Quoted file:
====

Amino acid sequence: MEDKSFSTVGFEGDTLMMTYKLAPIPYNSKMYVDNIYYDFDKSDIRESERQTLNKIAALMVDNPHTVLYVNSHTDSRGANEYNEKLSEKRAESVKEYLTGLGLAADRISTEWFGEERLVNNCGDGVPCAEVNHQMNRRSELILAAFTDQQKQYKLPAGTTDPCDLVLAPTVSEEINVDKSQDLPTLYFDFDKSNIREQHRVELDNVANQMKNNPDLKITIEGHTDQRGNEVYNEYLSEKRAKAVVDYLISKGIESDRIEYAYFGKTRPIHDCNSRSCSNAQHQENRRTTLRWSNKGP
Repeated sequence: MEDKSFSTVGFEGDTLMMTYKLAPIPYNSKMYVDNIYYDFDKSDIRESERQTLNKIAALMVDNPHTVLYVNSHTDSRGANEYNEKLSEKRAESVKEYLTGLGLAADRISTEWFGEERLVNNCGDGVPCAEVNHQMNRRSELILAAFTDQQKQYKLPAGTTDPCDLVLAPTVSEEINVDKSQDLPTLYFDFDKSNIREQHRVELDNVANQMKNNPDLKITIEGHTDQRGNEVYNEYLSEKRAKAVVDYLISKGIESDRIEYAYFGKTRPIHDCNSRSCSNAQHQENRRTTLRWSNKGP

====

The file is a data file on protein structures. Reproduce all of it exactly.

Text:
Amino acid sequence: MEDKSFSTVGFEGDTLMMTYKLAPIPYNSKMYVDNIYYDFDKSDIRESERQTLNKIAALMVDNPHTVLYVNSHTDSRGANEYNEKLSEKRAESVKEYLTGLGLAADRISTEWFGEERLVNNCGDGVPCAEVNHQMNRRSELILAAFTDQQKQYKLPAGTTDPCDLVLAPTVSEEINVDKSQDLPTLYFDFDKSNIREQHRVELDNVANQMKNNPDLKITIEGHTDQRGNEVYNEYLSEKRAKAVVDYLISKGIESDRIEYAYFGKTRPIHDCNSRSCSNAQHQENRRTTLRWSNKGP
Repeated sequence: MEDKSFSTVGFEGDTLMMTYKLAPIPYNSKMYVDNIYYDFDKSDIRESERQTLNKIAALMVDNPHTVLYVNSHTDSRGANEYNEKLSEKRAESVKEYLTGLGLAADRISTEWFGEERLVNNCGDGVPCAEVNHQMNRRSELILAAFTDQQKQYKLPAGTTDPCDLVLAPTVSEEINVDKSQDLPTLYFDFDKSNIREQHRVELDNVANQMKNNPDLKITIEGHTDQRGNEVYNEYLSEKRAKAVVDYLISKGIESDRIEYAYFGKTRPIHDCNSRSCSNAQHQENRRTTLRWSNKGP